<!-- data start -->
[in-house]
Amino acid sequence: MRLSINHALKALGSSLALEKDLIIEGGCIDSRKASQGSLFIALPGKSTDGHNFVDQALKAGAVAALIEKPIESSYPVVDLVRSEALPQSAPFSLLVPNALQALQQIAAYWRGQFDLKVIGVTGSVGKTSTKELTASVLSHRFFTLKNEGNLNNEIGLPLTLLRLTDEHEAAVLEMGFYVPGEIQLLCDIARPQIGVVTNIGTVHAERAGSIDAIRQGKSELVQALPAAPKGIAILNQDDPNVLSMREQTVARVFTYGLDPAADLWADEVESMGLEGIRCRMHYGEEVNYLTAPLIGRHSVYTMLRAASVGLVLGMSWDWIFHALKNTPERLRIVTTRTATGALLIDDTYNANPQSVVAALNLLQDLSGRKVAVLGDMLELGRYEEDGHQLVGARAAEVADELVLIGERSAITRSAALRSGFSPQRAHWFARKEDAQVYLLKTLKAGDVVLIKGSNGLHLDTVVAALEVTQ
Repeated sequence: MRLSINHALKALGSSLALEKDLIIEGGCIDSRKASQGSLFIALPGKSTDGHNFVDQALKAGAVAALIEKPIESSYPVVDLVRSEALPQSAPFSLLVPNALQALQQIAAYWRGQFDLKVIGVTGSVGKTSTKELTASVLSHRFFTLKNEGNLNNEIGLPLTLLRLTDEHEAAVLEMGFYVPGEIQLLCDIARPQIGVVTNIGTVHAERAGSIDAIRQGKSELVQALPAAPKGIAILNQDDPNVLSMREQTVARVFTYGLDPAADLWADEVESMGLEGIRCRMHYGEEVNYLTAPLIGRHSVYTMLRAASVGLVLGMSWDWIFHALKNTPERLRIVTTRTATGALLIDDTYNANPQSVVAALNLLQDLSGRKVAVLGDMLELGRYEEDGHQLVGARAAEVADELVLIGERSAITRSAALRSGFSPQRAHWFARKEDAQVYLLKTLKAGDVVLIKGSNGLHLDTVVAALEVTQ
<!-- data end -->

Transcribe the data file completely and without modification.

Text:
[in-house]
Amino acid sequence: MRLSINHALKALGSSLALEKDLIIEGGCIDSRKASQGSLFIALPGKSTDGHNFVDQALKAGAVAALIEKPIESSYPVVDLVRSEALPQSAPFSLLVPNALQALQQIAAYWRGQFDLKVIGVTGSVGKTSTKELTASVLSHRFFTLKNEGNLNNEIGLPLTLLRLTDEHEAAVLEMGFYVPGEIQLLCDIARPQIGVVTNIGTVHAERAGSIDAIRQGKSELVQALPAAPKGIAILNQDDPNVLSMREQTVARVFTYGLDPAADLWADEVESMGLEGIRCRMHYGEEVNYLTAPLIGRHSVYTMLRAASVGLVLGMSWDWIFHALKNTPERLRIVTTRTATGALLIDDTYNANPQSVVAALNLLQDLSGRKVAVLGDMLELGRYEEDGHQLVGARAAEVADELVLIGERSAITRSAALRSGFSPQRAHWFARKEDAQVYLLKTLKAGDVVLIKGSNGLHLDTVVAALEVTQ
Repeated sequence: MRLSINHALKALGSSLALEKDLIIEGGCIDSRKASQGSLFIALPGKSTDGHNFVDQALKAGAVAALIEKPIESSYPVVDLVRSEALPQSAPFSLLVPNALQALQQIAAYWRGQFDLKVIGVTGSVGKTSTKELTASVLSHRFFTLKNEGNLNNEIGLPLTLLRLTDEHEAAVLEMGFYVPGEIQLLCDIARPQIGVVTNIGTVHAERAGSIDAIRQGKSELVQALPAAPKGIAILNQDDPNVLSMREQTVARVFTYGLDPAADLWADEVESMGLEGIRCRMHYGEEVNYLTAPLIGRHSVYTMLRAASVGLVLGMSWDWIFHALKNTPERLRIVTTRTATGALLIDDTYNANPQSVVAALNLLQDLSGRKVAVLGDMLELGRYEEDGHQLVGARAAEVADELVLIGERSAITRSAALRSGFSPQRAHWFARKEDAQVYLLKTLKAGDVVLIKGSNGLHLDTVVAALEVTQ